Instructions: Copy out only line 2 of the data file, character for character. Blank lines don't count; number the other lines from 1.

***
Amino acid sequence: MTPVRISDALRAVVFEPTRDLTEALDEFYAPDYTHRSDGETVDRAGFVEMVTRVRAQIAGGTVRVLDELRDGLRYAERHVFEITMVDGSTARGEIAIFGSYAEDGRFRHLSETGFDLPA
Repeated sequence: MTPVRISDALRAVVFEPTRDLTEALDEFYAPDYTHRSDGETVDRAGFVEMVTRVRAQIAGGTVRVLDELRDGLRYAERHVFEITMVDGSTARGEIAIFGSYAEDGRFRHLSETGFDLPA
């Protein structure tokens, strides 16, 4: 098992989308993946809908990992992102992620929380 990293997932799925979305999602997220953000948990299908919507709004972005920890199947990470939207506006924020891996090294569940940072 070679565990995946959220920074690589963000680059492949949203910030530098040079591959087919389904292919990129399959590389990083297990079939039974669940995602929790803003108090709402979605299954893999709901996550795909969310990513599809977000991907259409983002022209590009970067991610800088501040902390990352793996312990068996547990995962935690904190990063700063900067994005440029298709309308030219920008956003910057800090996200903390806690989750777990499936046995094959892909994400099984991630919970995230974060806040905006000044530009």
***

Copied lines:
Repeated sequence: MTPVRISDALRAVVFEPTRDLTEALDEFYAPDYTHRSDGETVDRAGFVEMVTRVRAQIAGGTVRVLDELRDGLRYAERHVFEITMVDGSTARGEIAIFGSYAEDGRFRHLSETGFDLPA